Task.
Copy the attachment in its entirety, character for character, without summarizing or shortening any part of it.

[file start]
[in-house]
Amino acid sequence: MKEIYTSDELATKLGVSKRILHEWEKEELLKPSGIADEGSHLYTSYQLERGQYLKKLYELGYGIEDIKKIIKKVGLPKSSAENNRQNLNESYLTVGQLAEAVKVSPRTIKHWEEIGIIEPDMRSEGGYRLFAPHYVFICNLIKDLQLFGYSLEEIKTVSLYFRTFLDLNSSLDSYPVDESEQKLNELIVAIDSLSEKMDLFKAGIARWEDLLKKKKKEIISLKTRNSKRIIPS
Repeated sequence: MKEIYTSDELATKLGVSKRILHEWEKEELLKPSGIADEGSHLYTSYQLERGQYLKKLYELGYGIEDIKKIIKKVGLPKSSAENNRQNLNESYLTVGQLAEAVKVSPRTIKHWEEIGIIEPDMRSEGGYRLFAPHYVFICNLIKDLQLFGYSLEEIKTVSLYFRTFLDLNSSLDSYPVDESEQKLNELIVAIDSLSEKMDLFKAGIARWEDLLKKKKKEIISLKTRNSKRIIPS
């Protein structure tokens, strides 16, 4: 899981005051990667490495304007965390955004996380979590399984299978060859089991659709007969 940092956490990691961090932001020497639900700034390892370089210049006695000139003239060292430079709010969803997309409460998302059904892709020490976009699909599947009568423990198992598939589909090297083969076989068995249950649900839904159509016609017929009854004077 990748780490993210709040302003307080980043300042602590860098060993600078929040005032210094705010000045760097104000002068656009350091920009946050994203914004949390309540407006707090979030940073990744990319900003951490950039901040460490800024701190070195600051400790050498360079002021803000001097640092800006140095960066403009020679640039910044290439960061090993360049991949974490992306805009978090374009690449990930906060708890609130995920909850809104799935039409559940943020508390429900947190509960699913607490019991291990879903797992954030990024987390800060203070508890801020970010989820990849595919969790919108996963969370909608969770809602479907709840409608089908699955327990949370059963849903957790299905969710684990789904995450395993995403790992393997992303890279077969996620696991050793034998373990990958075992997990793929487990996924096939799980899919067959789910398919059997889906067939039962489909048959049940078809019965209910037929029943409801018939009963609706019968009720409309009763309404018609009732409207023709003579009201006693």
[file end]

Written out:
[in-house]
Amino acid sequence: MKEIYTSDELATKLGVSKRILHEWEKEELLKPSGIADEGSHLYTSYQLERGQYLKKLYELGYGIEDIKKIIKKVGLPKSSAENNRQNLNESYLTVGQLAEAVKVSPRTIKHWEEIGIIEPDMRSEGGYRLFAPHYVFICNLIKDLQLFGYSLEEIKTVSLYFRTFLDLNSSLDSYPVDESEQKLNELIVAIDSLSEKMDLFKAGIARWEDLLKKKKKEIISLKTRNSKRIIPS
Repeated sequence: MKEIYTSDELATKLGVSKRILHEWEKEELLKPSGIADEGSHLYTSYQLERGQYLKKLYELGYGIEDIKKIIKKVGLPKSSAENNRQNLNESYLTVGQLAEAVKVSPRTIKHWEEIGIIEPDMRSEGGYRLFAPHYVFICNLIKDLQLFGYSLEEIKTVSLYFRTFLDLNSSLDSYPVDESEQKLNELIVAIDSLSEKMDLFKAGIARWEDLLKKKKKEIISLKTRNSKRIIPS
């Protein structure tokens, strides 16, 4: 899981005051990667490495304007965390955004996380979590399984299978060859089991659709007969 940092956490990691961090932001020497639900700034390892370089210049006695000139003239060292430079709010969803997309409460998302059904892709020490976009699909599947009568423990198992598939589909090297083969076989068995249950649900839904159509016609017929009854004077 990748780490993210709040302003307080980043300042602590860098060993600078929040005032210094705010000045760097104000002068656009350091920009946050994203914004949390309540407006707090979030940073990744990319900003951490950039901040460490800024701190070195600051400790050498360079002021803000001097640092800006140095960066403009020679640039910044290439960061090993360049991949974490992306805009978090374009690449990930906060708890609130995920909850809104799935039409559940943020508390429900947190509960699913607490019991291990879903797992954030990024987390800060203070508890801020970010989820990849595919969790919108996963969370909608969770809602479907709840409608089908699955327990949370059963849903957790299905969710684990789904995450395993995403790992393997992303890279077969996620696991050793034998373990990958075992997990793929487990996924096939799980899919067959789910398919059997889906067939039962489909048959049940078809019965209910037929029943409801018939009963609706019968009720409309009763309404018609009732409207023709003579009201006693």